A group of House Republicans approached the Democratic leadership about whether Jetton could be removed despite the short amount of time left in the legislative session.
"They just came to me as an option of what they could send a message to the speaker," said the leader of House Democrats, Rep. Paul LeVota, D-Jackson County. "They have some serious problems of sticking together and their major priorities aren't going to pass, which is good for the people of Missouri; and for the minority party's side, we don't want some of these things to pass."
LeVota refused to divulge who actually contacted him. And he acknowledged that a leadership change is unlikely within the last two days of the session. But LeVota said the approach indicated problems for Republicans.
"We're in a real void of leadership from the governor. We don't know what his priorities are, we don't know what he's pushing for, and I think the answer is he's not pushing anything because he's not running for anything," LeVota said. "Leadership is needed to run a state government effectively."
Legislative business slowed at the Capitol on Wednesday despite the tradition of the last week of the session being a flurry of activity. Often the last days of the session are filled with attempts to pass important legislation, but the only public presence of the governor has been in faxes -- the latest Wednesday was a threat to call a special session of the legislature if lawmakers fail to reach agreement on a proposal against illegal foreigners.
LeVota said he doesn't expect a leadership change, but "there's some discontent within the caucus."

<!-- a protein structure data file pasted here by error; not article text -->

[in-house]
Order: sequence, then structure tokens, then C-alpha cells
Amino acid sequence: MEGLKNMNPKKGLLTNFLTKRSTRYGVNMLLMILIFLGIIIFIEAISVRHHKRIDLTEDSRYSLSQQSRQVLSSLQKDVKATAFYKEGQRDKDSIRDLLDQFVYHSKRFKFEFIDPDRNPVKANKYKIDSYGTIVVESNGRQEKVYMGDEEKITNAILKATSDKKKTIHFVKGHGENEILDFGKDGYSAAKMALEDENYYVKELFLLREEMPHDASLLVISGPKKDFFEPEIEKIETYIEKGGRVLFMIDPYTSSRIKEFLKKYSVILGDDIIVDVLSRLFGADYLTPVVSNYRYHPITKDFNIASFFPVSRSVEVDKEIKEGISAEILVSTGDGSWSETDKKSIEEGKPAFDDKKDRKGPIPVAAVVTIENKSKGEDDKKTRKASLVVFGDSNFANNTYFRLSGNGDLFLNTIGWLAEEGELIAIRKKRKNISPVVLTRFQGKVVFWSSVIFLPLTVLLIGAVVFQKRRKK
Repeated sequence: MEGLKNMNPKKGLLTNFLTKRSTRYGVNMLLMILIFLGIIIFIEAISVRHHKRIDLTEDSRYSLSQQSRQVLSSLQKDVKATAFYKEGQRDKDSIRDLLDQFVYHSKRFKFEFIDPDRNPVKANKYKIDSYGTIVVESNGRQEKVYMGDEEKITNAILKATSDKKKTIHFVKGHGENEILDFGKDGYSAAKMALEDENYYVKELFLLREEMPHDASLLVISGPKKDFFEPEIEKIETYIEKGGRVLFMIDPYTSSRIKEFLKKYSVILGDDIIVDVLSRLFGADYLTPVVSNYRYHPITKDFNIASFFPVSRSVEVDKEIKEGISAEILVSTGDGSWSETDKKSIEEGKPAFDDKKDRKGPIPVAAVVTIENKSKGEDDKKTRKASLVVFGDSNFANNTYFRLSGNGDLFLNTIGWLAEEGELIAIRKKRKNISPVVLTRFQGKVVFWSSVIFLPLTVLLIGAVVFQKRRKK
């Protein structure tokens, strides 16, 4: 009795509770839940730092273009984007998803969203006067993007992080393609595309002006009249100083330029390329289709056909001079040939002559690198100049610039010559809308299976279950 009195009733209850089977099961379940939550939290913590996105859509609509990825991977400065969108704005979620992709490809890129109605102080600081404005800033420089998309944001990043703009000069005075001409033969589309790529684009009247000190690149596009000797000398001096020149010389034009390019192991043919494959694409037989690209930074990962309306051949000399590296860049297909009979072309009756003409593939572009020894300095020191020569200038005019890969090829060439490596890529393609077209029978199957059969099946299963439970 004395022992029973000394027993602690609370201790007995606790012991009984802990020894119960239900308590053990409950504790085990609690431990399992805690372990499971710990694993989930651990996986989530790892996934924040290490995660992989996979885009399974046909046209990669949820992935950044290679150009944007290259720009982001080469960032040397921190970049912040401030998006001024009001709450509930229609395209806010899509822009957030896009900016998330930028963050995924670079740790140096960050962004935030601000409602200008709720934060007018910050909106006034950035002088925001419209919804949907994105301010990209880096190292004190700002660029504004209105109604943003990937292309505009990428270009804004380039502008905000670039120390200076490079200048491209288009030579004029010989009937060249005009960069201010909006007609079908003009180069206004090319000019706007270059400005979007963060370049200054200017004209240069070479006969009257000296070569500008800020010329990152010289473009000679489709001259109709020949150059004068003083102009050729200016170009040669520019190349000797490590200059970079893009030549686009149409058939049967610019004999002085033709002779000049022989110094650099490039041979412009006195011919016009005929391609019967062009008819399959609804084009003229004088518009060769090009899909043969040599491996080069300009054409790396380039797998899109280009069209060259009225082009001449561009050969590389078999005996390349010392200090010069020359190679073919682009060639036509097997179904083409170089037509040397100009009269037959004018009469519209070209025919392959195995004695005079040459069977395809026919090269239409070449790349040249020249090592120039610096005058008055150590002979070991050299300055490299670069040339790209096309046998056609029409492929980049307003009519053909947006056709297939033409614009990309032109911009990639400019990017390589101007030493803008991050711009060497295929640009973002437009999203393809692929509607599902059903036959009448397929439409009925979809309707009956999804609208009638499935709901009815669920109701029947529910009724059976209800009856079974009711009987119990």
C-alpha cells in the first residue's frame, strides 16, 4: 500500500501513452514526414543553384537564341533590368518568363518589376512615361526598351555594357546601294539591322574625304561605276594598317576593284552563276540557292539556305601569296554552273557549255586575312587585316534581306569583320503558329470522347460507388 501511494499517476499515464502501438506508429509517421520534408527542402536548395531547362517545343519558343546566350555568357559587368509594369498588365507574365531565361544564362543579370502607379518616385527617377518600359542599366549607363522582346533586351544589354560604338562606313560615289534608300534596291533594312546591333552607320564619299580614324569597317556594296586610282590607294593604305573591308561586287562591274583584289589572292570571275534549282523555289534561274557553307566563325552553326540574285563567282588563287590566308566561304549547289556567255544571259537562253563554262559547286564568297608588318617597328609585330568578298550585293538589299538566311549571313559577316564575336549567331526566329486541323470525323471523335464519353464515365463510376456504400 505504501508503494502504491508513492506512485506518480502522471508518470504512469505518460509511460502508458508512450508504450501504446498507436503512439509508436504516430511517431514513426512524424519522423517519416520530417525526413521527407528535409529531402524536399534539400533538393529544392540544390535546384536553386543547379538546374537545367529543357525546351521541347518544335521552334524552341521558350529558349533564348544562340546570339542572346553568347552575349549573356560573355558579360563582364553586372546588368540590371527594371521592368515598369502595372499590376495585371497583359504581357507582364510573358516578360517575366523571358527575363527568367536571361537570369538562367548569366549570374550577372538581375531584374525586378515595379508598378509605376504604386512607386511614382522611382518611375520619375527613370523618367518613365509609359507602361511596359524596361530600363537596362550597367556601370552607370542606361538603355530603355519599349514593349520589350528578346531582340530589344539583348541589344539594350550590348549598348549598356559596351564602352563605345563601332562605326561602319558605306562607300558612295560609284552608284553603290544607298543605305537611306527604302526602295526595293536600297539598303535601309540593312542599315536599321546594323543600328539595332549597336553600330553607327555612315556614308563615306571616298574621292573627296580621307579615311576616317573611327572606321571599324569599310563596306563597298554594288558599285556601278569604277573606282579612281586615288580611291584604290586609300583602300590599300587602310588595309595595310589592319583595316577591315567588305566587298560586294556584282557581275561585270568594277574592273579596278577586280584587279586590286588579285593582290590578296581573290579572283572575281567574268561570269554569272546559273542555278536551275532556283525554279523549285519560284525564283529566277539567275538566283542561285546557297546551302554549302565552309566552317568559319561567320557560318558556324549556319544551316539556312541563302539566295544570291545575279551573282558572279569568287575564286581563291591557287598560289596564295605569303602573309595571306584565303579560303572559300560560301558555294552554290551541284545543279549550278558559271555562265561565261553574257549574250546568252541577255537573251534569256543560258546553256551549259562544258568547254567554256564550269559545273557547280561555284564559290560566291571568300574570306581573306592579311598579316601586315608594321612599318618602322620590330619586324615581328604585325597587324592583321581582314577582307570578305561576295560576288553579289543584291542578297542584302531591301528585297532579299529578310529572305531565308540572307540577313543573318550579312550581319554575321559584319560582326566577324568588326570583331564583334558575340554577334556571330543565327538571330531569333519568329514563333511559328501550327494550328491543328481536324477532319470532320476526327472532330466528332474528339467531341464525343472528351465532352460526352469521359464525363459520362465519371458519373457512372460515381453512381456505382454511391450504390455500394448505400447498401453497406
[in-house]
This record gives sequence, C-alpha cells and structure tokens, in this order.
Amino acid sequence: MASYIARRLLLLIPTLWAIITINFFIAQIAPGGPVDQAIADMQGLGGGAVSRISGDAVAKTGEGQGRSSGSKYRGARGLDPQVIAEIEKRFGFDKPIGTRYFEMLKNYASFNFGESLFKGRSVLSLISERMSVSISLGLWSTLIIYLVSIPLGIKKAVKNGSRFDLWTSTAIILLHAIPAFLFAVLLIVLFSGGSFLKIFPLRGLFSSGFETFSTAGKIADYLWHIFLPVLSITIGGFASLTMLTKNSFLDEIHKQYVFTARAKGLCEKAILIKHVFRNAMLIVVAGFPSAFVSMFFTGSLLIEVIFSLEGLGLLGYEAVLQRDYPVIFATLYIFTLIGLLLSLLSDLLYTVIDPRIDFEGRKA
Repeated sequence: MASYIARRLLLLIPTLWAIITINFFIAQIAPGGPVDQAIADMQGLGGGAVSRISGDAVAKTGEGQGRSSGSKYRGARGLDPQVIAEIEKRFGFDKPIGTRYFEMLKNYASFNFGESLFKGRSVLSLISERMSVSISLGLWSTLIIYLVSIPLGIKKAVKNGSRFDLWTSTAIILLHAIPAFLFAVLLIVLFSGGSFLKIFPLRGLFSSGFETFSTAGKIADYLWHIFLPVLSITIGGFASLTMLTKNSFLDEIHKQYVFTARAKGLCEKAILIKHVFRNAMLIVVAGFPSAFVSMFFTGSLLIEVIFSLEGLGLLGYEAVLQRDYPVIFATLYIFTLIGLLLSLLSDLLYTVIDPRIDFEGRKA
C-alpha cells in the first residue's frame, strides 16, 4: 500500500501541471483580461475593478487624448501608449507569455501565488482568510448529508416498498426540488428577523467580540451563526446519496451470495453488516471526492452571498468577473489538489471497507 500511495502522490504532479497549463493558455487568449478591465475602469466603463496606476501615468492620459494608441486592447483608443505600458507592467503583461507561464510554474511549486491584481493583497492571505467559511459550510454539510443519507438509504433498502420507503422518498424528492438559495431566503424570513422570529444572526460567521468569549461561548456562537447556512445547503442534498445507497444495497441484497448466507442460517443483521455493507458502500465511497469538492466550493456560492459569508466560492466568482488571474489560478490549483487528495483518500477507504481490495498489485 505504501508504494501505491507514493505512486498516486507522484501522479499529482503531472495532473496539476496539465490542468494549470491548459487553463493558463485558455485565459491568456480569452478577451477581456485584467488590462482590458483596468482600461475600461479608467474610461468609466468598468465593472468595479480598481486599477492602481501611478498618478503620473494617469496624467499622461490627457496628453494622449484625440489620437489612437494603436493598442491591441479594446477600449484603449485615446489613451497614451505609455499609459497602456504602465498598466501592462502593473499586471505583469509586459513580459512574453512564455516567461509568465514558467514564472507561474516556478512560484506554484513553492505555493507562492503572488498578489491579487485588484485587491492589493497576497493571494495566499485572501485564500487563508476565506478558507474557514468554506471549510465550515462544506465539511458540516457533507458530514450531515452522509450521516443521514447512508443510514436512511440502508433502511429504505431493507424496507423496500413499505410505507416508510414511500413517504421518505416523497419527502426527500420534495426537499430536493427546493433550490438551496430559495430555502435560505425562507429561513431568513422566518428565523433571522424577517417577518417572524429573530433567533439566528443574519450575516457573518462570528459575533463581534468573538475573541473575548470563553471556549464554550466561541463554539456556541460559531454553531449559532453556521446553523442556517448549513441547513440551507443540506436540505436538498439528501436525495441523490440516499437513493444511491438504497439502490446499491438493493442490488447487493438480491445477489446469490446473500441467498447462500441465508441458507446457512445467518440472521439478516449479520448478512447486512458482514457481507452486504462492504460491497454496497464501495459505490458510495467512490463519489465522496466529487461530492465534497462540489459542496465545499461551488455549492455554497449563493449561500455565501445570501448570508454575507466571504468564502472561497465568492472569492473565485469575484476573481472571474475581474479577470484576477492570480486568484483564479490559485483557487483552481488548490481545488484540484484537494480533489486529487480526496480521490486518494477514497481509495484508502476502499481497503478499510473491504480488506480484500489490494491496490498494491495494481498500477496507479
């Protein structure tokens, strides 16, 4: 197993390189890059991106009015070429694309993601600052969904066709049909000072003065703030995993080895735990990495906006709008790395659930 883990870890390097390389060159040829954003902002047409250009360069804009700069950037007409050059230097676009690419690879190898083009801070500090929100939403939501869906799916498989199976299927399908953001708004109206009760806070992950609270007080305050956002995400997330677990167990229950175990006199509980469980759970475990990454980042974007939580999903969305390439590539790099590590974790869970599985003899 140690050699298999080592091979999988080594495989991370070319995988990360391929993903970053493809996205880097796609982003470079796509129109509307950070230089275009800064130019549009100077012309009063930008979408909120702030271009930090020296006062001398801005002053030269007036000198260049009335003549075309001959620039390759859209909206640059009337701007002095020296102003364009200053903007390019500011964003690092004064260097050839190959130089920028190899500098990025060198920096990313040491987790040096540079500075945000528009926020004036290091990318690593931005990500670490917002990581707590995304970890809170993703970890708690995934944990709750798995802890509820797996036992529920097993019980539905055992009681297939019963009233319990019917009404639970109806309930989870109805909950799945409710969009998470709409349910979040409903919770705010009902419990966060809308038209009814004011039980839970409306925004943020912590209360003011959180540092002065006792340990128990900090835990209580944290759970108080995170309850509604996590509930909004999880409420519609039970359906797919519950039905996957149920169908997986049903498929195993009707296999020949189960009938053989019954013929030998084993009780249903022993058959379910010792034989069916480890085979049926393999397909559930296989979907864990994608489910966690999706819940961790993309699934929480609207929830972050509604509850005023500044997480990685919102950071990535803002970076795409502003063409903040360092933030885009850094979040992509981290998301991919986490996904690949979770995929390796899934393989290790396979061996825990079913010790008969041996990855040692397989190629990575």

Not all House Republicans said they felt a lack of leadership this session.
"Well, [Jetton] has been a lame duck, but I think he's done a pretty good job of leadership as far as trying to keep things going," said Rep. Brian Munzlinger, R-Williamstown.
Rep. Bryan Stevenson, R-Webb City, said Jetton was an important part of the Republicans gaining the majority six years ago.
"He has done a good job with a very difficult position. It's not easy being speaker of 163 representatives," Stevenson said. "And any time you move up in the leadership, you are going to have disagreements."
Despite the words of assurance, the divisions among House Republicans were apparent Wednesday as the Republican leadership did not even attempt motions to close off extended debate that was stalling House action.
Halfway through the day, lobbyists had left both chambers and moved to the building's balcony to enjoy the May sun and small bottles of Bud Lite as legislators stalled voting in the House and Senate.
In other news, the House voted Wednesday to repeal a law that allows large private landowners to establish their own villages. This came after the House spent much of the day loading the bill with amendments, most of which were voted down.
House Speaker Jetton, R-Marble Hill, who was the bill's sponsor last year, opposed the law's repeal.
The measure, Jetton said, works well in rural areas so the county won't have to cover the cost of expanding water and electricity to new areas. He also said urban areas weren't handling expansion properly.
But the law received serious criticism last year from both sides of the aisle.
"It's caused a lot of turmoil in the areas that we represent," said Chuck Purgason, R-Caulfield. "We just want to put it back like it was so that those first-class counties and those local communities can begin governing their own areas as they see fit."
--Bria Scudder and Rebecca Beitsch contributed to this report.